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DEMOCRACY & COMMUNISM DISCUSSIONWe sometimes forget about the rules in systems that have become such a ubiquitous part of our lives that we don’t even notice that they exist. Consider, for example, the United States economy. We all go to work, pay bills, buy food, shop for clothing, watch advertising, and interact with this very particular and specific system of trade and exchange. We do these things so regularly that we sometimes forget that it is a system. Instead, we just think of it as a fact of life—maybe even as what constitutes the experience of life itself. The rules that create the game of trade and exchange seem largely invisible.Because the rules of the game of trade and exchange look mostly invisible, we often hear political arguments about “free-market economics” and “self-regulating markets.” What politicians and television talking-heads mean by these terms is that they believe if you let trade and exchange happen all by itself, the economy will automatically organize itself in the best possible way—no rules are the best rules. In a free and unregulated economy, so the theory goes, people will implicitly vote with their dollars and we’ll end up with a system that naturally privileges what the majority of people value most.Of course, not everyone agrees with this point of view. Some people object completely. Robert Reich, who served as White House Labor Secretary from 1993-1997, wrote in his 2015 book, Saving Capitalism, that the free-market is not “free” at all, but rather a set of rules that create a space in which trade and exchange can be accomplished. Reich explains that “in order to have a ‘free market,’ decisions must be made about property: what can be owned; monopoly: what degree of market power is permissible; contract: what can be bought and sold, and on what terms; bankruptcy: what happens when purchasers can’t pay up; enforcement: how to make sure no one cheats on any of these rules.” With so many rules, it sounds like a video game. “These decisions don’t ‘intrude’ on the free market.” Reich explains, “they constitute the free market. Without them there is no market.” Likewise, without rules and boundaries there can be no game.Before you decide whether or not you agree with Reich, however, let’s look at the idea of the “free market” in more detail. Adam Smith, a moral philosopher from Scotland, often gets the credit for coming up with the idea. Smith is best-known for his 1776 book The Wealth of Nations, which is considered the first work of modern economics.
You’ve probably heard people talk about the “invisible hand of the free market economy.” Although Adam Smith actually used the metaphor of an invisible hand very sparingly, it has come to be associated with his ideas. Smith believed that even when people act only in their own self-interest, their actions can still be beneficial for society as a whole—provided you understand their actions as part of larger economic system. An individual, Smith writes, “neither intends to promote the public interest, nor knows how much he is promoting it. By preferring the support of domestic to that of foreign industry, he intends only his own security; and by directing that industry in such a manner as its produce may be of the greatest value, he intends only his own gain, and he is in this, as in many other cases, led by an invisible hand to promote an end which was no part of his intention.” In other words, self-interest often inadvertently aligns with the collective good.
Contrary to popular belief, Smith was not the first thinker to use the image of the “invisible hand.” That honor goes to John Calvin, a protestant theologian, who, in the middle of the 16th century, emphasized the notion of god’s “providence.” In his seminal work, Institutes of the Christian Religion, he explains that the objects of the earthly world are “instruments to which God continually imparts as much effectiveness as he wills.”
Calvin, who was a lawyer by trade, is one of the first religious thinkers who accepted early forms of capitalism. Specifically, he distinguished himself from Luther because he did not object to charging interest on loans. Charging interest is traditionally called “usury,” and it is strictly condemned by all of the traditional Abrahamic religions. Calvin, however, saw usury as part of God’s “providence,” arguing that it was, therefore, “directed by God’s ever-present hand” and “governed by God’s secret plan.” No doubt you can see how, two centuries later, this way of thinking (and the image of God’s hand) would inform Adam Smith’s philosophy about economics as a whole.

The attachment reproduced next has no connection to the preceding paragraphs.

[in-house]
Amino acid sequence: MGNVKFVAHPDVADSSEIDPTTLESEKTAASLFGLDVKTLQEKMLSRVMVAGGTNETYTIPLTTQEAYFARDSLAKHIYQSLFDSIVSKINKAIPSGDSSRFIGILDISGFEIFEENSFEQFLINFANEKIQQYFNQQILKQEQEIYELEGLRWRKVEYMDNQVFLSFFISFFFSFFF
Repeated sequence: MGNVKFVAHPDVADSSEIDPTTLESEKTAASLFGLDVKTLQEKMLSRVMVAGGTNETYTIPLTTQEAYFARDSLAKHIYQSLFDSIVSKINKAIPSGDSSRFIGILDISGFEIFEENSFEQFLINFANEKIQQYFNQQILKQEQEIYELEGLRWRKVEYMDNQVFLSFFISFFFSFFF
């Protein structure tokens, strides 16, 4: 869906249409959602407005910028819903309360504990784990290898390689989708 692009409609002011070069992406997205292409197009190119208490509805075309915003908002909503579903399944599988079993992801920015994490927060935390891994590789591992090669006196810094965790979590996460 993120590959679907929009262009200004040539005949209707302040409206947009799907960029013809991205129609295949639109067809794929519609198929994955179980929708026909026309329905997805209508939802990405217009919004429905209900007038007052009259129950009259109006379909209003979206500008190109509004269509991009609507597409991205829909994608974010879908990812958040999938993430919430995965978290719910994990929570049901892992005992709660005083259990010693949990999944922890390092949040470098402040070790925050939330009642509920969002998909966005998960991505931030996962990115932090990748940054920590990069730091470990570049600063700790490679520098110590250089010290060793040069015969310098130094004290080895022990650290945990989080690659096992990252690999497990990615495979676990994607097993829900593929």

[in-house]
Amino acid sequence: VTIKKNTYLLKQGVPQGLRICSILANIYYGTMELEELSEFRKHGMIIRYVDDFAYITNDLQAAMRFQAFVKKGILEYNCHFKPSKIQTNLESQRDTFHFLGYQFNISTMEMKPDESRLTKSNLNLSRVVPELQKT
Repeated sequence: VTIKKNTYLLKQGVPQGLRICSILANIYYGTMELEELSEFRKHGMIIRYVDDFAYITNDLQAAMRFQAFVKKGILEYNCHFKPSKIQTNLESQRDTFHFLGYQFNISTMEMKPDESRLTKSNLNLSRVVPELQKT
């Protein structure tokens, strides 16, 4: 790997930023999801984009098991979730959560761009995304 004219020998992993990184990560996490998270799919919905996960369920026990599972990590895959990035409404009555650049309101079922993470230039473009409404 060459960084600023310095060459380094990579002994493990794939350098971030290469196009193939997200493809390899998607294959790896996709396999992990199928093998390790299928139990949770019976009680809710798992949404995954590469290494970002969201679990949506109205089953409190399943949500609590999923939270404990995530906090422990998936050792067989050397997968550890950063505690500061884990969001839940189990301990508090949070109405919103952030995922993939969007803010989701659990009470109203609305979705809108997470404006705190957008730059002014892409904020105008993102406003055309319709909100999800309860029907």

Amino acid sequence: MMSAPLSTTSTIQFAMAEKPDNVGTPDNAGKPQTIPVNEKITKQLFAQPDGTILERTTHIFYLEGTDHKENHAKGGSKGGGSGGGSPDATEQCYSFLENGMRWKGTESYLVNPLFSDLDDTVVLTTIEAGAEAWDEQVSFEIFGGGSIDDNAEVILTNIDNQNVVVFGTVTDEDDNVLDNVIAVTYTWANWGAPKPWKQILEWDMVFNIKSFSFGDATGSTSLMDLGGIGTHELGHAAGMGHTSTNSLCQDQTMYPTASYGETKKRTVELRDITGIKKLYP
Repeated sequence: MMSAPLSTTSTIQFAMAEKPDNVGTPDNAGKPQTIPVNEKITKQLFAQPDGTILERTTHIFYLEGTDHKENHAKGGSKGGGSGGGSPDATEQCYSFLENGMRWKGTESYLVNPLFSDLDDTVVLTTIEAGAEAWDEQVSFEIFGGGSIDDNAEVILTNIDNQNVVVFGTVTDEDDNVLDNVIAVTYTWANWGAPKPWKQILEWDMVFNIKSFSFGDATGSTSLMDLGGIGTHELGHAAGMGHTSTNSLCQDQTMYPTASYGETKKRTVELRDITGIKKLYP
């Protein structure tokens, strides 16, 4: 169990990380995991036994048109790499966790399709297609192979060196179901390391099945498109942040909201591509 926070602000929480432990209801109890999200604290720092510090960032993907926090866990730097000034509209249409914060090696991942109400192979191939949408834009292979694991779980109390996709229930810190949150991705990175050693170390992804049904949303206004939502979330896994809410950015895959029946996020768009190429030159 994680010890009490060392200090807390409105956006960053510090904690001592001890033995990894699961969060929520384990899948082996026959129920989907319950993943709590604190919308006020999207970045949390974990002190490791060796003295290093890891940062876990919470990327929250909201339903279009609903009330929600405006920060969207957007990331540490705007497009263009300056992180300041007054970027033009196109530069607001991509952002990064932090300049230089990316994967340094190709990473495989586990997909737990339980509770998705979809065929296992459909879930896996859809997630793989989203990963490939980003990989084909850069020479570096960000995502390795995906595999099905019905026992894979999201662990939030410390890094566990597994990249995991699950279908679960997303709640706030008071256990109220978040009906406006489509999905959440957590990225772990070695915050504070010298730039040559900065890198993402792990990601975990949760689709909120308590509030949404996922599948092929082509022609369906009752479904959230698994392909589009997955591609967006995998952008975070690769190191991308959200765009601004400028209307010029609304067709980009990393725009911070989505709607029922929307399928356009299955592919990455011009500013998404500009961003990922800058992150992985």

So when economists or politicians advocate for a deregulated free market, they are also implicitly adhering to a Calvinist worldview. They are not arguing for the absence of rules, but rather that the hand of providence already provides all the necessary regulations. Of course, 21st century economists and politicians probably don’t frame it in terms of a divine power, but still, even the notion that market forces have dependable, rigid behaviors akin to the laws of physics or chemistry implies a belief in a higher order of sorts. Folks like Robert Reich, alternatively, believe that markets are created by governments and likewise, need to be actively managed by governments.These two perspectives, and the conflict between them, have constituted the basic economic conversation in the United States for decades. John Maynard Keynes and Milton Friedman are probably the two most influential 20th century thinkers that have shaped the conversation. Keynes believed that governments need to manage economic demand by instituting various forms of stimulus, which is just a fancy way of saying: if you make more money available to consumers, they’ll spend more. Increasing government spending—through infrastructural projects like building bridges, for example—is one very efficient way to create jobs. Another way is to lower interest rates, which encourages employers to borrow more money to grow their firms and increase jobs.According to Keynes, government spending helps to increase everyone’s income. Why? Because when unemployment is high, there are more potential workers than jobs, so wages go down. This is a simple supply and demand relationship. Keynes assumes that if people are desperate to work, they’ll take lower pay. When unemployment is low, however, workers can be choosey and employers need to pay more. When the government takes action to create more jobs, therefore, it should lead to an overall increase in the national income.Friedman disagreed. He was a critic of Keynesian fiscal policy. He thought economies ran best with very little government intervention. Government stimulus projects, according to Friedman, represented examples of unnecessary spending. Instead, it is really just the supply of money that makes the difference. He believed that the role of government should be only to control inflation—the value of the currency—by using the tools at its disposal to manipulate how many dollars are in circulation at any given time.These two schools of thought have been in conflict at least since the end of World War II. And fundamentally, Keynes’ and Friedman’s disagreement is about the relationship between individual citizens and the larger collective. Keynes idea of government intervention and regulation assumes that it is the state’s job to support and care for the collective. Friedman veers more toward the side of personal responsibility—a sort of every-man-for-himself mentality—where the state is there not to support, but rather to protect the individual’s right to act in his or her own self-interest.Figuring out how to balance the best of both of these worldviews is difficult in the United States. While there are certainly plenty of examples of big social programs, financial subsidies, and infrastructural programs that have been used to care and support for US citizens, there is also a sense of rugged individualism and independence that dates back to the beginning of the union. We read a chapter from Alexis De Tocqueville’s influential 1835 book Democracy in America. He observed, “Americans show a sort of heroism in their manner of trading.” He sees the character and independent spirit of the American culture as one of the reasons for the nation’s success. “The whole life of an American,” De Tocqueville writes, “is passed like a game of chance, a revolutionary crisis, or a battle.” In an argument that’s reminiscent of Adam Smith’s, De Tocqueville is describing the way a sense of independence over collective responsibility actually turns out to benefit the nation as a whole.That’s one way of looking at things. But Karl Marx, as you know, takes a very different approach. In the video lecture, I emphasizes only one of the key philosophical characteristics of Marx’s thinking: he sees the spirit, the character, and the beliefs of the individual as the product of the economic system he or she inhabits. And that’s a radically different way of thinking about the relationship between the individual and the collective.Marx believed that most cultural institutions like literature, leisure activities, and even religion, are products of the economic system. These things exist simply to reinforce ways of thinking that will motivate individuals to accept and participate in the particular system of trade and exchange in which they participate.As you can imagine, however, many people are resistant to Marx’s way of thinking. After all, if he’s right it means that many of our most cherished beliefs are not truths at all; instead, they are just psychological, spiritual, and intellectual propaganda that keeps us playing the game, believing that the rules are natural, proper, and pious. These beliefs, according to Marx, are what maintain the current economic structure which will inevitably lead to more and more socio-economic inequality. The gap between the rich and the poor will get wider and wider until the Proletariat finally rise-up against the Bourgeoisie and create the first ever class-less civilization.In other words, Marx would have us start from scratch: build an economy that is truly grounded in equality. Then, he figures, cultural institutions, art, sports, identity narratives, and belief systems which reinforce the economic structure will inevitably follow. In other words, give the game new rules and new players and avatars will develop accordingly.In the end, I suspect the one thing even Karl Marx and Adam Smith can agree on is the idea that everyone deserves an equal opportunity. The rules of the an economy must function in such a way as to guarantee that all the participants are on an equal playing field.